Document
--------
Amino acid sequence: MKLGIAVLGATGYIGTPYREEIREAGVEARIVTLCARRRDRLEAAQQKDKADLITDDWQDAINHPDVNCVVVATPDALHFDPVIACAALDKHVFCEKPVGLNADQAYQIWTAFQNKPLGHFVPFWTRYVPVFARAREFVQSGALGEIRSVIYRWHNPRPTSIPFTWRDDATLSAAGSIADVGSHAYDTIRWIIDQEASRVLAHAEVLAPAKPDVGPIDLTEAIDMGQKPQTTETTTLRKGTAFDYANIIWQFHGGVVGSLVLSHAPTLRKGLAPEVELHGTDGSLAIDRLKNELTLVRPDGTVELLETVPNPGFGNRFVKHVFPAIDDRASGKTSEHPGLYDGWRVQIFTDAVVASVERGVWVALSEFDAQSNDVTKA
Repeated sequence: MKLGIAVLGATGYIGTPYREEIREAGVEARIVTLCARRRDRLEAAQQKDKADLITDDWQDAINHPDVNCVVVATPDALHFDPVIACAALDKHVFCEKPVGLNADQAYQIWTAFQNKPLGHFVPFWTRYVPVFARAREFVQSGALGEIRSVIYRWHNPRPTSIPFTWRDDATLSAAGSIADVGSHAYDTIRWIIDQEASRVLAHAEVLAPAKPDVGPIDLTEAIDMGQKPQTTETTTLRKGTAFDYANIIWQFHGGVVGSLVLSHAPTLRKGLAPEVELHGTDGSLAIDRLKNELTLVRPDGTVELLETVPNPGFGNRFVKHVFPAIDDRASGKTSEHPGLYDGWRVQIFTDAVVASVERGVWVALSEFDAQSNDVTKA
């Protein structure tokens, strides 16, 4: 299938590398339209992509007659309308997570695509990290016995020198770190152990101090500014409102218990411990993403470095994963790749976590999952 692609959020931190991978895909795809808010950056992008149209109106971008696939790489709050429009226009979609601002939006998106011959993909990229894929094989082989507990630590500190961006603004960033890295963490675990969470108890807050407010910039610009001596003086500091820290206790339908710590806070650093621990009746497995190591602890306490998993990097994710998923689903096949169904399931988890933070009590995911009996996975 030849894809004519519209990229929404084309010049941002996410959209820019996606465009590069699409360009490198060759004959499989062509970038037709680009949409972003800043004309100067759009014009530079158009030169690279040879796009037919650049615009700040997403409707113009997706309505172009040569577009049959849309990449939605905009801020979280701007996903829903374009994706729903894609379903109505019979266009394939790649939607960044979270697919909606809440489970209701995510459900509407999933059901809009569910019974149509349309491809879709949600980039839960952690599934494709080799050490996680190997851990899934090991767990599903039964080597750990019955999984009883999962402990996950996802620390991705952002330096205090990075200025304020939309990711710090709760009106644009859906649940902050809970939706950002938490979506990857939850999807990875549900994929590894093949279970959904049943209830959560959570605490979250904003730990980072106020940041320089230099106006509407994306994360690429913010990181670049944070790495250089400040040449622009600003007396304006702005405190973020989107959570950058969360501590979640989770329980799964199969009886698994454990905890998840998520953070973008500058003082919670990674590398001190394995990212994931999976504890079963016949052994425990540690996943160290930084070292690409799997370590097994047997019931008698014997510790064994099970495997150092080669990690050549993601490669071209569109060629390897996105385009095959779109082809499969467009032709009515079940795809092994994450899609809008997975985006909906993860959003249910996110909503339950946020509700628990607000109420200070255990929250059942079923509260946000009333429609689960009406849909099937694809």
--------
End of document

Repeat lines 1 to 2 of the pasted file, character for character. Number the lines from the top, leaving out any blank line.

Amino acid sequence: MKLGIAVLGATGYIGTPYREEIREAGVEARIVTLCARRRDRLEAAQQKDKADLITDDWQDAINHPDVNCVVVATPDALHFDPVIACAALDKHVFCEKPVGLNADQAYQIWTAFQNKPLGHFVPFWTRYVPVFARAREFVQSGALGEIRSVIYRWHNPRPTSIPFTWRDDATLSAAGSIADVGSHAYDTIRWIIDQEASRVLAHAEVLAPAKPDVGPIDLTEAIDMGQKPQTTETTTLRKGTAFDYANIIWQFHGGVVGSLVLSHAPTLRKGLAPEVELHGTDGSLAIDRLKNELTLVRPDGTVELLETVPNPGFGNRFVKHVFPAIDDRASGKTSEHPGLYDGWRVQIFTDAVVASVERGVWVALSEFDAQSNDVTKA
Repeated sequence: MKLGIAVLGATGYIGTPYREEIREAGVEARIVTLCARRRDRLEAAQQKDKADLITDDWQDAINHPDVNCVVVATPDALHFDPVIACAALDKHVFCEKPVGLNADQAYQIWTAFQNKPLGHFVPFWTRYVPVFARAREFVQSGALGEIRSVIYRWHNPRPTSIPFTWRDDATLSAAGSIADVGSHAYDTIRWIIDQEASRVLAHAEVLAPAKPDVGPIDLTEAIDMGQKPQTTETTTLRKGTAFDYANIIWQFHGGVVGSLVLSHAPTLRKGLAPEVELHGTDGSLAIDRLKNELTLVRPDGTVELLETVPNPGFGNRFVKHVFPAIDDRASGKTSEHPGLYDGWRVQIFTDAVVASVERGVWVALSEFDAQSNDVTKA